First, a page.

Osceola County Developments

Park Square Homes changing course on Veranda Palms resort development

Developer Park Square Homes wants to build primary residential homes on land that was approved as the second and third phase of the Veranda Palms vacation home resort. Phase one is outlined in red. A star marks the site of the new clubhouse and pool, which are nearly completed.

Following through with a strategic phaseout of its vacation home business, Park Square Homes is looking to split off the undeveloped phases in its Veranda Palms resort in Osceola County, and launch them as a primary residential neighborhood.

Park Square won approval in 2013 for the Short Term Rental Planned Development (STRPD) and has nearly finished Phase 1. The original PD comprised 112 acres, including 10.5 acres in the city of Kissimmee.


Last year, PSH President Steve Parker told GrowthSpotter the company would shift its homebuilding operation away from the vacation home market to focus almost exclusively on primary residential homes.

PSH Land Development Manager Mark Jacobson and engineer James Askey met Wednesday with Osceola County planners to discuss how best to achieve the new plan.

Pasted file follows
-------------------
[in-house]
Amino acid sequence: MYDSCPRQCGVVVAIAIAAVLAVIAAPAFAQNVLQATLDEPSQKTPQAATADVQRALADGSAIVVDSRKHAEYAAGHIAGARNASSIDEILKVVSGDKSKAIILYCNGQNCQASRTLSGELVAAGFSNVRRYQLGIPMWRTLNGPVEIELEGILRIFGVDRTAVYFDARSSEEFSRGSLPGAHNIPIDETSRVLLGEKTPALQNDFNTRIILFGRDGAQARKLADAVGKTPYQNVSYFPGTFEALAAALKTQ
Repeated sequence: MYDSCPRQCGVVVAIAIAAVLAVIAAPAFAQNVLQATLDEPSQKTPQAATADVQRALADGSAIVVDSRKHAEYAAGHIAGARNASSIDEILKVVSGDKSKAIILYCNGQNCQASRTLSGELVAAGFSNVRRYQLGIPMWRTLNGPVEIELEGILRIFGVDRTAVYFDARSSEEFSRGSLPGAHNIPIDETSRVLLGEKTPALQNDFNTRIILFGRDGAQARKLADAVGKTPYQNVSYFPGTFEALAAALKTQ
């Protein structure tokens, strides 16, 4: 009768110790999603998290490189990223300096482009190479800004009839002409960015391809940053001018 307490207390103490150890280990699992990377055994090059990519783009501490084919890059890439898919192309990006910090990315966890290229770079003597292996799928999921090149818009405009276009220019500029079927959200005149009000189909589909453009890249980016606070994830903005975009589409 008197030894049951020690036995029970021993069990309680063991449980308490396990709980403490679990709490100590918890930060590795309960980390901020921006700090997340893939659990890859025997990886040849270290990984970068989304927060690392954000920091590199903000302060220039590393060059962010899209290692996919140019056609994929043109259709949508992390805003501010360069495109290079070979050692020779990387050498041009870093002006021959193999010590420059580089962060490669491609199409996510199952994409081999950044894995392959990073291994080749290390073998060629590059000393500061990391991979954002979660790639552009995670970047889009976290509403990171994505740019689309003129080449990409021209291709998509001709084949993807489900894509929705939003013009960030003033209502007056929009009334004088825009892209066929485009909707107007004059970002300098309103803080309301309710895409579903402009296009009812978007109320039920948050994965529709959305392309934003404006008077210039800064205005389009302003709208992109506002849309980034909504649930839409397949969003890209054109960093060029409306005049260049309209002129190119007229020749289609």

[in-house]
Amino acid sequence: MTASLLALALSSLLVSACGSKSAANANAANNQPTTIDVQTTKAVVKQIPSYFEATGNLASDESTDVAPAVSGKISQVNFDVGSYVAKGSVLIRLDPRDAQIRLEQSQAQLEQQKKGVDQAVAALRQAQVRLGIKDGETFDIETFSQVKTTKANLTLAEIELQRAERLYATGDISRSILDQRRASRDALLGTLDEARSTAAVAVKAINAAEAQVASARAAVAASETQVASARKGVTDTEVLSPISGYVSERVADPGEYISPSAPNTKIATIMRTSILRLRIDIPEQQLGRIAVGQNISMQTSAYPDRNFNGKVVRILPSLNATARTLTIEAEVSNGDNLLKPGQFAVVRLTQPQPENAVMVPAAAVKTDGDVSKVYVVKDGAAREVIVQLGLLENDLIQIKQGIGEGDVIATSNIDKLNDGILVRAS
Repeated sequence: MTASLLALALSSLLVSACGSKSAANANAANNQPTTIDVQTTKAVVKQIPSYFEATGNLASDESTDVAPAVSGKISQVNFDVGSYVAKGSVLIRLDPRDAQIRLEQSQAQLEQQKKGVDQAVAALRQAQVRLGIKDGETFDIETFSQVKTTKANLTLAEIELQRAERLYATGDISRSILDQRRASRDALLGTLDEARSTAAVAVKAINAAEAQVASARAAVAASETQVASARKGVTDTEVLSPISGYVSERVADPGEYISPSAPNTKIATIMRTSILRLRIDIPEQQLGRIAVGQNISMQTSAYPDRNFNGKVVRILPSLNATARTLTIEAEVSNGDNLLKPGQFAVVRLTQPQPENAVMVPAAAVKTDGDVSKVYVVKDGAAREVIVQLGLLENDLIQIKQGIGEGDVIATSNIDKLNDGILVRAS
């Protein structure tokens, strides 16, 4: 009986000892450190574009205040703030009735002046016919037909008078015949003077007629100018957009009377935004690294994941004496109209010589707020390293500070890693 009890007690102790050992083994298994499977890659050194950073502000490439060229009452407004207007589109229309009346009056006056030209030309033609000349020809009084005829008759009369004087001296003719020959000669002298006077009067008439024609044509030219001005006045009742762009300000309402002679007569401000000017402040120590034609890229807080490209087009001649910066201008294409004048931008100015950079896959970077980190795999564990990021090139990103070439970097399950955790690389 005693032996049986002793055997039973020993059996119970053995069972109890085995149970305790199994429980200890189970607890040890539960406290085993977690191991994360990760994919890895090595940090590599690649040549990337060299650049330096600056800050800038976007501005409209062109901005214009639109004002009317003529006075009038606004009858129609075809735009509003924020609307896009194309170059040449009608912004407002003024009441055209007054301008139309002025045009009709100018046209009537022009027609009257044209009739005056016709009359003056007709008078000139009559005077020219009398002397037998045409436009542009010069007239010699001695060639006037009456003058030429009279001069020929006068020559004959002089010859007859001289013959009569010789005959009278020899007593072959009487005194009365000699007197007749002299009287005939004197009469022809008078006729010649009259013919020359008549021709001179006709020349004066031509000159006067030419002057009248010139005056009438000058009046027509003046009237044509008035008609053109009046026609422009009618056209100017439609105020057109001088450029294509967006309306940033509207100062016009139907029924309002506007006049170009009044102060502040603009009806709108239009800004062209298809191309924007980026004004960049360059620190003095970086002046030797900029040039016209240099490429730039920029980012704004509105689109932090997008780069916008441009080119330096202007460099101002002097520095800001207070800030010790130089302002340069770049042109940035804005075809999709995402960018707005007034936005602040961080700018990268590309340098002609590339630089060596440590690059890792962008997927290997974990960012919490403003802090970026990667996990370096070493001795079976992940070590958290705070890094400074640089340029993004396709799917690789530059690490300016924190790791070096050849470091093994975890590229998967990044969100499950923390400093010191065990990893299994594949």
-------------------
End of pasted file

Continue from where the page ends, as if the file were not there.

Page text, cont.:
"Park Square isn't too happy with the way sales are proceeding," Jacobson said. "They want to investigate if it would make sense to break apart the PD, or modify the PD and develop the rest as (low density residential). We realize we can construct primary in the PD, but the real intent is to separate the two projects."

The approved site plan divided Veranda Palms into two phases, with entitlements for 323 single family homes and a third phase with 74 vacation rental townhomes. The townhomes were to be built on the parcel in the city limits.

Askey said the developer may petition to annex the entire project into the city. That's because the permanent residents would be accessing recreational amenities that were built for the vacation home resort. He said the clubhouse and pool are nearly finished now, but that city planners "weren't too keen" on the idea of their residents sharing amenities.

Lennar used a similar concept plan in Storey Lake Resort, where Storey Lake Boulevard acts as the dividing line between the vacation home product and primary residential, and they all share amenities.

At Veranda Palms, the new phases would have public streets while the existing resort area is gated, Jacobson said. Both communities would be accessed from a traffic circle, but the new community would have a second access directly off Old Vineland Road.

The site borders a 40-acre parcel in the city that is currently in for rezoning for a luxury retirement resort community. Talisman Partners bought that parcel, just west of Shingle Creek Regional Park, in December and applied last month for a land use change and entitlements for up to 800 age-restricted multifamily units and an assisted living community.

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